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Differences measuring levels Root mean square (RMS) –For long (continuous) signals –Average power delivered Peak-to-peak (pp) –Extremely short signals.

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Presentation on theme: "Differences measuring levels Root mean square (RMS) –For long (continuous) signals –Average power delivered Peak-to-peak (pp) –Extremely short signals."— Presentation transcript:



3 Differences measuring levels Root mean square (RMS) –For long (continuous) signals –Average power delivered Peak-to-peak (pp) –Extremely short signals (pulses) –Integral cannot be calculated p rms = A/√2 = 0.707A Our hearing works similarly

4 Localizing a sound source Passive listening arrays Active sonar arrays (e.g. multibeams)

5 Hyperbola Fixed focus points Hyperbola - set of fixed points in a plane that the difference in distance between any point on plane and the two foci is a positive constant

6 Two hydrophone array Source Signal will arrive at h 1 before h 2 : t 21 = (d 2 -d 1 )/c From this one time difference, signal could be anywhere along hyperbola

7 Three hydrophone line array 3 time of arrival differences 4 hyperbolas – in the dotted pair, only one is applicable (see signs) Is the signal above or below the x axis?

8 Left-right ambiguity Affects line arrays –Typically those towed behind a vessel No matter how many hydrophones added Rearranging 3 hydrophones can eliminate ambiguity

9 Three hydrophone triangle array Unique solution – sound can be localized

10 3D localization Source is not in same plane as hydrophones 4 hydrophones (not in a line) – 2 possible points (similar to line array) 5 hydrophones – unique solution (if not in a line)

11 3D localization exception 4 hydrophones in one plane (not in a line) Near surface or seafloor Ambiguity points occur below the surface and above it One solution in invalid

12 4 hydrophone array

13 Single hydrophone technique Direct signal and surface reflection Can determine the depth of the source If we also obtain a bottom bounce and can measure its time delay, range can also be determined Only works for very short signals (reflections do not overlap in time)

14 Measuring time differences Precise measurements of small differences Cross-correlation of one hydrophone (reference) to others –Good for complex signals (animal sounds) Problems –Reverberation (shallow areas) Multipath propagation –Ray bending –Noise Rule of thumb –Accurate localization restricted to distances ~5 times the maximum size of array

15 Applications of arrays

16 Acoustic daylight Passive sonar Proposed by Buckingham 1992 Noise sources –Passing ships, breaking waves, popping of bubbles, snapping shrimp ‘Image’ objects


18 ADONIS Dish focus on slight variations in the ocean's ambient noise field (lens) 3 meters in diameter, 8-80 kHz Reflects the collected sound A series of 126 hydrophones 1m resolution


20 Cross target

21 Data analysis Noise has broad frequency range Higher frequencies only – higher spatial resolution Adding lower frequencies increases information – acoustic ‘color’ –Spectral shape may indicate surface properties, material properties, etc. Produce images continuously in real time at 25 Hz Show movement Currently only 130 pixels

22 Resolution Simulations 90,000 pixels Breaking wave noise Steel sphere target 900 100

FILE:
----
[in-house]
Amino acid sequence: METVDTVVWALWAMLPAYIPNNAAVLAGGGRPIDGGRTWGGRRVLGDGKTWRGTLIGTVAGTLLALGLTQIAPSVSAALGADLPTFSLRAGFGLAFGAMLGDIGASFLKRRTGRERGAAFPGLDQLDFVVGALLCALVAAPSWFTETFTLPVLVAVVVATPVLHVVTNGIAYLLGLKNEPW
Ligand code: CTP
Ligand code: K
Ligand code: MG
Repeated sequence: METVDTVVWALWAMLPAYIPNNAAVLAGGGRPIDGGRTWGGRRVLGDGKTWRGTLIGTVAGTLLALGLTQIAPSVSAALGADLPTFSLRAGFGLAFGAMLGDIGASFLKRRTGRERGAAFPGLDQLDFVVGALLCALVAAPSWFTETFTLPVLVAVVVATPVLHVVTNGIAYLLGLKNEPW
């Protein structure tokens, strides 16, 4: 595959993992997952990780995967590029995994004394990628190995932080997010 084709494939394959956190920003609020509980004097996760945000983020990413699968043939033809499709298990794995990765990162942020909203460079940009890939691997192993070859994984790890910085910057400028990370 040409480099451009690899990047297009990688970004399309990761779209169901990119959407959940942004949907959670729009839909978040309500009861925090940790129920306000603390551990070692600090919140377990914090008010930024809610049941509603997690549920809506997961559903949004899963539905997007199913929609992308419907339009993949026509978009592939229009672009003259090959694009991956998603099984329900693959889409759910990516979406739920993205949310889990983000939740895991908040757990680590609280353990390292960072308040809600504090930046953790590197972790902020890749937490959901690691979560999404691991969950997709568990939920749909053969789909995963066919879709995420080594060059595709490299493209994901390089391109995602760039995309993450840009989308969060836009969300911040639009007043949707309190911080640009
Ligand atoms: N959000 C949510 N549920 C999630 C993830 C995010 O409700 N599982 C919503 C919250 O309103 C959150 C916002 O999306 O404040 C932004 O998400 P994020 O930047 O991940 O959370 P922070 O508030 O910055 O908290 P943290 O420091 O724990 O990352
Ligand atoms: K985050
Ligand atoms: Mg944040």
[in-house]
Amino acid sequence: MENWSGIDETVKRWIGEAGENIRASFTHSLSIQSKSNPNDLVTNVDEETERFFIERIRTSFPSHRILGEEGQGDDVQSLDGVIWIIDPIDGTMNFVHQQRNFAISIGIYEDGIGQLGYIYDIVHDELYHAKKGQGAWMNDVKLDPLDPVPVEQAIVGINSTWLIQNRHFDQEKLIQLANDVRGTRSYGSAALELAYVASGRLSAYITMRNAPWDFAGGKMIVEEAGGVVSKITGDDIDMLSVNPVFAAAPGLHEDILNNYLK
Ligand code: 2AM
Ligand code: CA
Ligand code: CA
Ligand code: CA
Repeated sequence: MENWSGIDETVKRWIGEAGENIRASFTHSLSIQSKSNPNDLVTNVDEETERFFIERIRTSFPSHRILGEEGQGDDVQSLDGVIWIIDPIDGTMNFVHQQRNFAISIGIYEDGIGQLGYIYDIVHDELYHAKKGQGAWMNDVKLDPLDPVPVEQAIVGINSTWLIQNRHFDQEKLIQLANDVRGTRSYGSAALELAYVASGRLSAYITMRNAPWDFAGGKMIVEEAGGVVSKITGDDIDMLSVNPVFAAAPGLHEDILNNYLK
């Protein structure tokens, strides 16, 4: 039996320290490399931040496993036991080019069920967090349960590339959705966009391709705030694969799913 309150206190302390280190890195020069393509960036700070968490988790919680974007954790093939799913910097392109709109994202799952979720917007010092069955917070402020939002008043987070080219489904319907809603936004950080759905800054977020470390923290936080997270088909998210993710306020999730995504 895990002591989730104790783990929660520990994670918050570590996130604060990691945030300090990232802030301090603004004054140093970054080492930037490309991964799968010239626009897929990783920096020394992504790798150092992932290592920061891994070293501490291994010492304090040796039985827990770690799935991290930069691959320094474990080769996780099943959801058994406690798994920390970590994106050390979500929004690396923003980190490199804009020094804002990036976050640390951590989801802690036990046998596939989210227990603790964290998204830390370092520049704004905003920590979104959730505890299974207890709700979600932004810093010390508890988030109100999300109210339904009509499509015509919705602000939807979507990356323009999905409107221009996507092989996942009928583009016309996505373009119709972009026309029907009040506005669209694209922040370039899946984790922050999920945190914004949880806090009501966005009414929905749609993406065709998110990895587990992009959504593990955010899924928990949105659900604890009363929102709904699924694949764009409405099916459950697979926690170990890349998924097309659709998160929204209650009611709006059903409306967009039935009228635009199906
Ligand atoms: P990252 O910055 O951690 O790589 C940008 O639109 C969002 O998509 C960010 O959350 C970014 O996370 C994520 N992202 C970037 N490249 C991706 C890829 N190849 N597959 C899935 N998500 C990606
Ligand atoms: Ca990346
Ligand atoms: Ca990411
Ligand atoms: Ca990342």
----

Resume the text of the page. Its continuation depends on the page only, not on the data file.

23 Tracking with tags Single frequency coding (~50-100 kHz) –Repetition rate –Pulse intervals Tags emit a series of pings in a pulse train which contains ID and error checking information (up to 192,000) Individually track multiple fish Time between pulse trains is varied randomly about a mean to ensure that other transmitters have a chance to be detected by the receivers

24 Acoustic tracking (pingers)

25 Tag characteristics Tag Fam ily Diame ter Minimum Size: Lengt h (mm), Weig ht in Water (g) Maximum Size: Length (mm), Weight in Water (g) Power Output (dB) Sensors: T-Temp P- Pressure (depth) Battery Life V7 7 mm 17.5 mm, 0.7 g 20.5 mm, 0.8 g 136 None 200 days V9 9 mm 20 mm, 2 g 46 mm, 3.1 g 139-147T,P,TP400 days V13 13 mm 36 mm, 6 g 44 mm, 6.6 g 147-155T,P,TP700 days V16 16 mm 52 mm, 9 g 96 mm, 16 g 149-159T,P,TP10 years

26 Tag ideas Incorporation into ocean observatories Archival tags with sensors that download data to listening stations Tags that are also receivers, record contacts with other tags Widely spaced ‘array’ –Presence/absence at various locations over time –For example, at marine reserve boundary How often do fish emigrate or immigrate? Closely spaced array –Tracking of individual fish over time

27 Determining source levels Au and Benoit-Bird, Nature 2003

28 Source level and range White curve is 20 log R + constant

29 Conclusions As dolphins approach targets, sound gets louder How to avoid hearing effects? Bats constrict ears to hear less at close range Human sonars apply gain function Dolphins adapt the signal instead of the receiver Receive constant echo from schools of fish –Do not fatigue hearing system –Reduce processing

30 Line array and dolphin behavior Clicks –Pulsed, broadband signals –Function: echolocation Interclick interval longer than two-way travel time –Function: communication Very short interclick interval Whistles –Tonal signals –Function: communication

31 t(C)t(A)t(B) t AB = t(A) - t(B) t CB = t(C) - t(B) dhdh dhdh C = 1533 m/s S(x, y) Methodology

32 Example of pair of signalers Note effective space Behavioral observations remove L/R ambiguity Lammers et al 2006 Whistles occur between animals spaced far (median 23 m) apart

33 Burst pulsing pair Burst pulsing occurs at closer range (median 14 m)

34 Dolphin signaling conclusions Whistles –Maintain contact between group members Burst pulses –More intimate communication –(Consider propagation) Regular clicks –Highly variable distances –No paired signaling –Vigilance (not feeding during study)

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